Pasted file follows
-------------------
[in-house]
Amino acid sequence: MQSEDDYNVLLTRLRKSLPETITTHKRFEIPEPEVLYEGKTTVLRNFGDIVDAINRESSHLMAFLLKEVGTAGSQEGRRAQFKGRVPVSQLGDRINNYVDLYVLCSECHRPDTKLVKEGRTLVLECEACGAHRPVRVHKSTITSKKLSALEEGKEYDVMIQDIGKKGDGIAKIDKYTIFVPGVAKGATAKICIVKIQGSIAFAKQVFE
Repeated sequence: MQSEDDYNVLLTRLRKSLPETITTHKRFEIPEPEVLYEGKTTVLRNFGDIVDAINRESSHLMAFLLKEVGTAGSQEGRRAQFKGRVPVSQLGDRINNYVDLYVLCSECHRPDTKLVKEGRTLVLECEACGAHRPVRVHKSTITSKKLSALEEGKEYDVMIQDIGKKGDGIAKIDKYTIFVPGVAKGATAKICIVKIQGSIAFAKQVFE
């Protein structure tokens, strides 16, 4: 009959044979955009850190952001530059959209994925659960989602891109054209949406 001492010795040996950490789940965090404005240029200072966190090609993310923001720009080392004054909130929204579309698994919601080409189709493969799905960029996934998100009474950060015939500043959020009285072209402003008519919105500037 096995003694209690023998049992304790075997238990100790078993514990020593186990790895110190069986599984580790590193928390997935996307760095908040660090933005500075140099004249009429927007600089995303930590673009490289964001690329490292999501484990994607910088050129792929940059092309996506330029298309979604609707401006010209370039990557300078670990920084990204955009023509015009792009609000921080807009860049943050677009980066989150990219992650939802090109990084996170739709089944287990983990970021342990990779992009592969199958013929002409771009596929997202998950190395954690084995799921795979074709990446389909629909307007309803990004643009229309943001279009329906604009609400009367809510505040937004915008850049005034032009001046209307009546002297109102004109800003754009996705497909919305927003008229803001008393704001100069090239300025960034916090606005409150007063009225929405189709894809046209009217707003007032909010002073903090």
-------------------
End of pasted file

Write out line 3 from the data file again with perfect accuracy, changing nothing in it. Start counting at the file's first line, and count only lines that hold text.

Repeated sequence: MQSEDDYNVLLTRLRKSLPETITTHKRFEIPEPEVLYEGKTTVLRNFGDIVDAINRESSHLMAFLLKEVGTAGSQEGRRAQFKGRVPVSQLGDRINNYVDLYVLCSECHRPDTKLVKEGRTLVLECEACGAHRPVRVHKSTITSKKLSALEEGKEYDVMIQDIGKKGDGIAKIDKYTIFVPGVAKGATAKICIVKIQGSIAFAKQVFE